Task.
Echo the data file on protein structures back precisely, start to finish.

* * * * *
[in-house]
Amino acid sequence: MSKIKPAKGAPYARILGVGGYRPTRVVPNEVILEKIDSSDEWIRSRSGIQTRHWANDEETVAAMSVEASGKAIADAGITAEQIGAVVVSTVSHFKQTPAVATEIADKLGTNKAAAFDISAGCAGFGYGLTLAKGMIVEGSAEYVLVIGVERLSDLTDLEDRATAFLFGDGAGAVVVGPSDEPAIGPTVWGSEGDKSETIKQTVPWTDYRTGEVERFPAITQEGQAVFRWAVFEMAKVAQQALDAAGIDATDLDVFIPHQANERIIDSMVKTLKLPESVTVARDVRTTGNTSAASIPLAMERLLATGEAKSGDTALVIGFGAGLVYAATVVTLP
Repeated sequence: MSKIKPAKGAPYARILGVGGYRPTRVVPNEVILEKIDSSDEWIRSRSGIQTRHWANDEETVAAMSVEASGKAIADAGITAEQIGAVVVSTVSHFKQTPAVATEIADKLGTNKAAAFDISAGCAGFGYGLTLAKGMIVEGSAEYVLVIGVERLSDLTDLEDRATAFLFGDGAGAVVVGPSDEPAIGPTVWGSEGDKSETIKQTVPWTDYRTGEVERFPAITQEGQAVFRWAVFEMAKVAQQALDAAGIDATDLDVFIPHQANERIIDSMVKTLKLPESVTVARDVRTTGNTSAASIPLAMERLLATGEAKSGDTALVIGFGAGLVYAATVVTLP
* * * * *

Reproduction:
[in-house]
Amino acid sequence: MSKIKPAKGAPYARILGVGGYRPTRVVPNEVILEKIDSSDEWIRSRSGIQTRHWANDEETVAAMSVEASGKAIADAGITAEQIGAVVVSTVSHFKQTPAVATEIADKLGTNKAAAFDISAGCAGFGYGLTLAKGMIVEGSAEYVLVIGVERLSDLTDLEDRATAFLFGDGAGAVVVGPSDEPAIGPTVWGSEGDKSETIKQTVPWTDYRTGEVERFPAITQEGQAVFRWAVFEMAKVAQQALDAAGIDATDLDVFIPHQANERIIDSMVKTLKLPESVTVARDVRTTGNTSAASIPLAMERLLATGEAKSGDTALVIGFGAGLVYAATVVTLP
Repeated sequence: MSKIKPAKGAPYARILGVGGYRPTRVVPNEVILEKIDSSDEWIRSRSGIQTRHWANDEETVAAMSVEASGKAIADAGITAEQIGAVVVSTVSHFKQTPAVATEIADKLGTNKAAAFDISAGCAGFGYGLTLAKGMIVEGSAEYVLVIGVERLSDLTDLEDRATAFLFGDGAGAVVVGPSDEPAIGPTVWGSEGDKSETIKQTVPWTDYRTGEVERFPAITQEGQAVFRWAVFEMAKVAQQALDAAGIDATDLDVFIPHQANERIIDSMVKTLKLPESVTVARDVRTTGNTSAASIPLAMERLLATGEAKSGDTALVIGFGAGLVYAATVVTLP